Debra Gonzalez, who has worked at Blommer Chocolate for 17 years, inspects chocolate chips as they are dropped onto a conveyor belt and sent through a cooling chamber.
Philadelphia Inquirer Enlarge
EAST GREENVILLE, Pa. — That chocolate Easter bunny you’re eating — or that artisanal dark chocolate, that chocolate milk, or that chocolate chip cookie — chances are that, no matter what it is, no matter whose name is on it, Blommer Chocolate Co. was involved.
“About 70 percent of our business is making bulk ingredient chocolate for all the brands you know,” said Peter Blommer, president and chief operating officer of the family-run company, now in its 75th year and third generation.
“Any brand on the shelf, any place you see a chocolate ingredient, there is a high likelihood that it’s our ingredient,” he said, sitting in his office at the East Greenville, Pa., plant, where the perfume of chocolate is omnipresent, even in the distant corners of the parking lot.
■ 300 million: Pounds of chocolate ingredients produced yearly at Blommer Chocolate Co.’s East Greenville, Pa. plant.
■45 percent: Percentage of the nation’s cocoa beans processed by Blommer.
■ $13.3 billion: U.S. retail sales of chocolate used in candy in 2000.
■ $20.6 billion: Sales of chocolate used in candy in 2013.
SOURCES: Blommer Chocolate Co., National Confectioners Association
Globally, chocolate is the world’s favorite sweet, but chocolate company owners such as Blommer see trouble on the horizon. “Our concern is that [demand] will outpace the supply of beans,” he said.
The Chicago-based company processes 45 percent of the nation’s cocoa beans, the National Confectioners Association said.
The reason the Blommer name isn’t as well-known as Hershey Co. or Asher’s Chocolates is because companies like those are Blommer’s customers, turning the raw material processed by Blommer into bunnies, truffles, and all the other chocolate flavorings, candies, and food products sold in stores.
At Blommer’s East Greenville plant, 250 employees produce nearly 300 million pounds of chocolate ingredients a year in a 300,000-square-foot factory on about 25 aromatic acres.
Companywide, Blommer processes 200,000 metric tons of cocoa beans a year, Mr. Blommer said. Other plants are in Chicago, California, and Canada.
Blommer’s East Greenville plant runs three shifts seven days a week.
In the United States, retail sales of chocolate used just in candy have risen from $13.3 billion in 2000 to $20.6 billion in 2013, according to the National Confectioners Association.
With demand expected to grow as China and India become wealthier and can afford small luxuries such as chocolate, Blommer and other companies are turning their attention to the cocoa harvest.
Mr. Blommer counts the “long-term sustainability of the cocoa-farming sector” as the chief risk to his business.
“Thirty to 40 percent of the crop is lost to pest and disease every year,” Mr. Blommer said, “[because] the farmers are not applying a lot of the best practices of farming, whether it’s use of fertilizers, using the proper planting material … [or] pruning to keep the tree at the right canopy height.”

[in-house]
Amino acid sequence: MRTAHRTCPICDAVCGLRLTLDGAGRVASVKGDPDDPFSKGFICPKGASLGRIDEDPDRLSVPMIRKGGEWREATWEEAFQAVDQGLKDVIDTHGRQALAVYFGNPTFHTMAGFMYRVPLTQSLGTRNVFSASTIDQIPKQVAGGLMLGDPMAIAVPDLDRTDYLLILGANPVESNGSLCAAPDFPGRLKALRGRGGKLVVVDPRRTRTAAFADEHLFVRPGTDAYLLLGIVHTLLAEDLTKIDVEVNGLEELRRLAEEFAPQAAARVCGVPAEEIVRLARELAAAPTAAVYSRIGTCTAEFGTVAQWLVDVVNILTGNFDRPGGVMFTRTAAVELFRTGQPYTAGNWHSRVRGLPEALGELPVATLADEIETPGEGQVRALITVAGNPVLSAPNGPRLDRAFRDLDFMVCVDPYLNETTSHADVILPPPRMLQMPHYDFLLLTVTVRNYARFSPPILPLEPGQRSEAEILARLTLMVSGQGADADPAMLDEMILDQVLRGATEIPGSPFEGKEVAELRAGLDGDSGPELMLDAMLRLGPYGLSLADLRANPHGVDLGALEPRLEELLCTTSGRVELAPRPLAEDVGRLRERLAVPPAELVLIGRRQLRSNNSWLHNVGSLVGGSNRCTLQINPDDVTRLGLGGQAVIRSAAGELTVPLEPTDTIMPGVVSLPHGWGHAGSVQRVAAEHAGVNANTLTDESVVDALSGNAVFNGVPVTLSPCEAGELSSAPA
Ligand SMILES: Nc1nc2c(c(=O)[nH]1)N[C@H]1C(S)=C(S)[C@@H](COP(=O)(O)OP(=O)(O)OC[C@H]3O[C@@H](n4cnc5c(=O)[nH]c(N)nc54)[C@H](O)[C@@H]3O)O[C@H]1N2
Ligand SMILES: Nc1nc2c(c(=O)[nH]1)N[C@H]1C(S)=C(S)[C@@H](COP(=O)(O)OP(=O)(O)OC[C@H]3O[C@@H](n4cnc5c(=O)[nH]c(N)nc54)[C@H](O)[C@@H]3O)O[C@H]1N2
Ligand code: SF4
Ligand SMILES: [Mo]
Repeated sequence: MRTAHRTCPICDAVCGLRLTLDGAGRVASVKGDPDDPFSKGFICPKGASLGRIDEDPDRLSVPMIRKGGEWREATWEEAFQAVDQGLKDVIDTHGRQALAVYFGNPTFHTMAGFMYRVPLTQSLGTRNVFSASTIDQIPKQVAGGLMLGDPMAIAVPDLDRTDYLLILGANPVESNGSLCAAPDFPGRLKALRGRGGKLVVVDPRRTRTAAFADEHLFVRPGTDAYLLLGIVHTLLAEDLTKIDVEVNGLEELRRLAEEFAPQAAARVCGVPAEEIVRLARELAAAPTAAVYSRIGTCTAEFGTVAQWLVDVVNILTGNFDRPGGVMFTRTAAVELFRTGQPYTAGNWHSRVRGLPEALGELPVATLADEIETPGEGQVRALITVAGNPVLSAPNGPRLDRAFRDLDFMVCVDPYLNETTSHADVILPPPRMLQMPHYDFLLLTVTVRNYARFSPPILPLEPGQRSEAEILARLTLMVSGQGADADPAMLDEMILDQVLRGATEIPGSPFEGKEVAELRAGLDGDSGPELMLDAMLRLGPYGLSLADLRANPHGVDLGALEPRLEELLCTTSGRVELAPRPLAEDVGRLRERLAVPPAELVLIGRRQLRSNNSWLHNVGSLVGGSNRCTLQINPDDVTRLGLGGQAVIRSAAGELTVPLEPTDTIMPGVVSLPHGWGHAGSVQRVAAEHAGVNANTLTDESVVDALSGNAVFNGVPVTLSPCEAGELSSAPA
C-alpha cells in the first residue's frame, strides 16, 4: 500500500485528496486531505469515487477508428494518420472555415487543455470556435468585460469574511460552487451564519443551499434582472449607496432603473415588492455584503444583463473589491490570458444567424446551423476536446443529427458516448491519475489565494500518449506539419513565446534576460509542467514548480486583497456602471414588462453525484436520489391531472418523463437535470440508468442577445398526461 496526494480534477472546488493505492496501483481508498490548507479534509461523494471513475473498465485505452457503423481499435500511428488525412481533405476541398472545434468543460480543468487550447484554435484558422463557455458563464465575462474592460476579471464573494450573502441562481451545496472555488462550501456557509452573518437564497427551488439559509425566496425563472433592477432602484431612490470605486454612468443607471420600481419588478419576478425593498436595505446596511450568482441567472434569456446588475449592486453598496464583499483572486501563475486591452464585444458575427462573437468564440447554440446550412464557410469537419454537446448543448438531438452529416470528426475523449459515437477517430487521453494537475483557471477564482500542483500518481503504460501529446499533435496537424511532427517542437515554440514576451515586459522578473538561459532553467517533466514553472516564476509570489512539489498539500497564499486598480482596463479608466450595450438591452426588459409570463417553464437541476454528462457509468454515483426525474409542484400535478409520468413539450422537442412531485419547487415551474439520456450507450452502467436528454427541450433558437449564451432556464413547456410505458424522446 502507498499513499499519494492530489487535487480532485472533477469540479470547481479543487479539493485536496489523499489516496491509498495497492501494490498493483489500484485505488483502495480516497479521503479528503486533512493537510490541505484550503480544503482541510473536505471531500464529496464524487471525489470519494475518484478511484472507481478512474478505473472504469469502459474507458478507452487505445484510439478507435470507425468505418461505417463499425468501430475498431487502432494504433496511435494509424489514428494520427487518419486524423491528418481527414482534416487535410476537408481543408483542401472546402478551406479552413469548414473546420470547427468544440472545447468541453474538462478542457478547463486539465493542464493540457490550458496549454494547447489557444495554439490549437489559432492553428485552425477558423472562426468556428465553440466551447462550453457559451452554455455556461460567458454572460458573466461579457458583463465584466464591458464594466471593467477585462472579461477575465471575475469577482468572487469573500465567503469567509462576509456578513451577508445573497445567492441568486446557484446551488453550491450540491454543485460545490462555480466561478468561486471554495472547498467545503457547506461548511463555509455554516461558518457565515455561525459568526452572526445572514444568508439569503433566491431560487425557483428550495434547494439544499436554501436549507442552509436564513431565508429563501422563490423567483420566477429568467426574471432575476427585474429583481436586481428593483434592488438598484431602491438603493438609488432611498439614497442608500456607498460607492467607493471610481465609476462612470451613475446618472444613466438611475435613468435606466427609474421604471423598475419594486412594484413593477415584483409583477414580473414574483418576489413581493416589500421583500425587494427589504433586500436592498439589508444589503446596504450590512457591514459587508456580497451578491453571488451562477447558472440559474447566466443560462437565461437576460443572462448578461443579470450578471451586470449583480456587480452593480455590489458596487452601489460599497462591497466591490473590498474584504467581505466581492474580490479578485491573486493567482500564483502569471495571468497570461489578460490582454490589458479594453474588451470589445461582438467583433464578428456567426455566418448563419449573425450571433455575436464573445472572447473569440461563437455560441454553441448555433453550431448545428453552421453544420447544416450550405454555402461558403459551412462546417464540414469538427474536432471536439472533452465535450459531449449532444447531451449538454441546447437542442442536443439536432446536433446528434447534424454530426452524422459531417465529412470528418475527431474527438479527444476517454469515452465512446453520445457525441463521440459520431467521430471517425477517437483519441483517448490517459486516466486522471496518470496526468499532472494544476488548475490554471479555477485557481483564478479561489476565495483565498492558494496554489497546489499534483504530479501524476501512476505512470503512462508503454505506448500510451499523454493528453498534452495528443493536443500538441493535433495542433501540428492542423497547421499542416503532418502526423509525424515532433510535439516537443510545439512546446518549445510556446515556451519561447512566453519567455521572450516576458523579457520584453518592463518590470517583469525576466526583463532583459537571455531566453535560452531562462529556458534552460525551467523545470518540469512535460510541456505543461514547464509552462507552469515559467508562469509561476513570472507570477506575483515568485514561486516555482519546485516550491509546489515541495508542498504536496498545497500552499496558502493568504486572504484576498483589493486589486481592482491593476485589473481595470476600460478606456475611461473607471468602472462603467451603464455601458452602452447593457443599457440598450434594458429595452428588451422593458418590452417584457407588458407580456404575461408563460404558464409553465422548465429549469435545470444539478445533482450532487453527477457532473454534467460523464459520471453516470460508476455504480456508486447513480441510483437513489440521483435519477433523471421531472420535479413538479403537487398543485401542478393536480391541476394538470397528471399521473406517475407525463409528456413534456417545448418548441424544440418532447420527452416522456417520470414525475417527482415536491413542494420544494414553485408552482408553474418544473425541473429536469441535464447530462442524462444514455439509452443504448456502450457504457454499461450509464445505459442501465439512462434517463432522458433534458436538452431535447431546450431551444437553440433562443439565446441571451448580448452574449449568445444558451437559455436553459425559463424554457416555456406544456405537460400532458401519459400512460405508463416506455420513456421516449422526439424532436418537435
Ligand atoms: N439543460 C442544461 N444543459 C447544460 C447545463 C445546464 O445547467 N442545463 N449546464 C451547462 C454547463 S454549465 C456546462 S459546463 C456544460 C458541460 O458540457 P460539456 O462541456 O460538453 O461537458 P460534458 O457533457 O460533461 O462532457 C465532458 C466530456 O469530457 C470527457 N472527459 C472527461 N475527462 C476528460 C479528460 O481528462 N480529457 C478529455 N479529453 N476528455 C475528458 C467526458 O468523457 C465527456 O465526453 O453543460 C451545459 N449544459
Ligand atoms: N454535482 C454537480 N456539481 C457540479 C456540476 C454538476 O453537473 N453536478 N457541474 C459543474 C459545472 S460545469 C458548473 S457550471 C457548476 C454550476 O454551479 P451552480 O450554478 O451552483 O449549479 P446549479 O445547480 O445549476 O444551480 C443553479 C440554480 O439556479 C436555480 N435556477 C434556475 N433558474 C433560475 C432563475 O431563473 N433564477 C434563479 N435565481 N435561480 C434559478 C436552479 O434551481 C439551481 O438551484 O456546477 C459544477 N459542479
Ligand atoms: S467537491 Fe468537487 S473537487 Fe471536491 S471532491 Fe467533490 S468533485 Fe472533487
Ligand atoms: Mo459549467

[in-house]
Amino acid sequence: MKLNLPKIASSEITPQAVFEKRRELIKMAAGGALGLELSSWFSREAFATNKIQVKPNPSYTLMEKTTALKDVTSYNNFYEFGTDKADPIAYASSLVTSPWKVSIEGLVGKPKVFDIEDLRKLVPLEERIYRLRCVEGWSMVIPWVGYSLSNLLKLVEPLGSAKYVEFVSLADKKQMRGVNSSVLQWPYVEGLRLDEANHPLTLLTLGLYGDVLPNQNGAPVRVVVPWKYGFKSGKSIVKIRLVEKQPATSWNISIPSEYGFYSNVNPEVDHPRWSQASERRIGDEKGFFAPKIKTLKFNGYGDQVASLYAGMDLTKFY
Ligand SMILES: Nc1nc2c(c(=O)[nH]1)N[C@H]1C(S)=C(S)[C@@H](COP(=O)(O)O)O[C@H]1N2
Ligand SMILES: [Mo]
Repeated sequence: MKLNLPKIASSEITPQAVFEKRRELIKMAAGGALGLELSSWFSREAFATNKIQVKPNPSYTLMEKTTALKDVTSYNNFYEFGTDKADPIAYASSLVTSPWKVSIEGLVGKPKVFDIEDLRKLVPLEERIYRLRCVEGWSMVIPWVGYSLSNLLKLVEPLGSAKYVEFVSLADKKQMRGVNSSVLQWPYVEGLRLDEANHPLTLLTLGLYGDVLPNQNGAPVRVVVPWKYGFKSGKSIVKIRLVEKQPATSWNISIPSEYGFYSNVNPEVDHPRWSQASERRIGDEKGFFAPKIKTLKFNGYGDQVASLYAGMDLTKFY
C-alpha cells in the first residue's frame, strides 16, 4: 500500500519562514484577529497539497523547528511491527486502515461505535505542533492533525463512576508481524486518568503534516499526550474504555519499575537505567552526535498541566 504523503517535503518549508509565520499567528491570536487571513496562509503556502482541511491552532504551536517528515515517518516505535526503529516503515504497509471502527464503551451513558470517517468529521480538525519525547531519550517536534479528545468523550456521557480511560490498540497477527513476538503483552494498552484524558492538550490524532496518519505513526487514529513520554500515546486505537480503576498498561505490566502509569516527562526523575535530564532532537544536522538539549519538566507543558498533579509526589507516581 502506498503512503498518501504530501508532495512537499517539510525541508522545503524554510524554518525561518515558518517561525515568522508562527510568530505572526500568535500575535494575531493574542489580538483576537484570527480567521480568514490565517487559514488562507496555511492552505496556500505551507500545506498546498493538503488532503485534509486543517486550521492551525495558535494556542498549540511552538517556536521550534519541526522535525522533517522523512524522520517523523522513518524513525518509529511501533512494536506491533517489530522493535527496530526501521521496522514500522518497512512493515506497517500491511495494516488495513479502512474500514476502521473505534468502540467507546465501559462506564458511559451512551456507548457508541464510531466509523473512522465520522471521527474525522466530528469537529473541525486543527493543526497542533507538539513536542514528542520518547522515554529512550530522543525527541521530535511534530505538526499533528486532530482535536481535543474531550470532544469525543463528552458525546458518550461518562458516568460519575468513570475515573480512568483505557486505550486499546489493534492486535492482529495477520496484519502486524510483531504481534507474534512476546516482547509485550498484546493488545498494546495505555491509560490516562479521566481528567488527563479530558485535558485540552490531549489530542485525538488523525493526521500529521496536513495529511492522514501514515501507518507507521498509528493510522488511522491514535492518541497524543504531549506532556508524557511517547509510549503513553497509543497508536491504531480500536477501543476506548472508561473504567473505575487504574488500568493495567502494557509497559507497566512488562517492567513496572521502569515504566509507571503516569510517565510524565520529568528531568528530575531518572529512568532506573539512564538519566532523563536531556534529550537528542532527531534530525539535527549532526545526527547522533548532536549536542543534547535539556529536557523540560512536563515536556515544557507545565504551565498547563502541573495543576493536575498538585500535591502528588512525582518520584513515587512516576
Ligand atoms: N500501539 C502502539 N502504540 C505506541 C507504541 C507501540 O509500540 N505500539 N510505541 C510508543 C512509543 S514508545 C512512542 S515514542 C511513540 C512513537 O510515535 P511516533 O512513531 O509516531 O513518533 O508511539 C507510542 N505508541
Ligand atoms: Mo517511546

Cocoa only can be grown near the equator, often in undeveloped countries, such as Ivory Coast in West Africa — Blommer’s main source for beans — and Ecuador, where Blommer buys 25 percent of the South American nation’s harvest.
“These small family farms might have five acres of cocoa trees,” Mr. Blommer said.
Because yields and profits are so low, farmers’ children move to cities for more opportunity, he said.
It used to be, he said that increased demand could be met by farming more acres, but that puts pressure on rain forests.
Thousands of chocolate chips fall off the conveyor belt and into a hopper. Companywide, Blommer processes nearly 200,000 metric tons of cocoa beans a year.
Philadelphia Inquirer Enlarge
Blommer, along with the rest of the chocolate industry, is devoting increased resources to agricultural training, said Larry Graham, president of the National Confectioners Association.
“The core of our program is farmer field schools,” Mr. Blommer said. “We try to understand what issues they are having, what diseases they are seeing, and train them to combat them,” he said.
For example, he said, “we are training them on how to graft a productive tree’s material onto a nonproductive tree — that’s basic side-grafting, which is commonly used in agriculture and has been used for centuries, but is widely unknown in West Africa.”
A half-world away in East Greenville, the beans are roasted and turned into chocolate liquor — not an alcoholic beverage, but the basic cocoa product, a liquid form containing cocoa butter and cocoa solids.
Based on the customers’ needs, those elements are combined in various proportions at Blommer. Cocoa solids may be shipped to flavor milk or sandwich cookies. Cosmetic firms use cocoa butter for face creams.
Chocolate itself consists of chocolate liquor combined with extra cocoa butter, sugar, and milk powder.
That’s the basic recipe, but Blommer’s customers can vary the proportions, choosing beans from a specific region and describing how they want the beans roasted and the ingredients mixed. The customer creates the final product.
“One of the neat things happening is that there is so much experimentation with chocolate — different inclusions whether it’s sweet or savory, whether it’s spices,” said Mr. Blommer, who keeps chocolate in his desk. “There’s a real appreciation for premium chocolate.”
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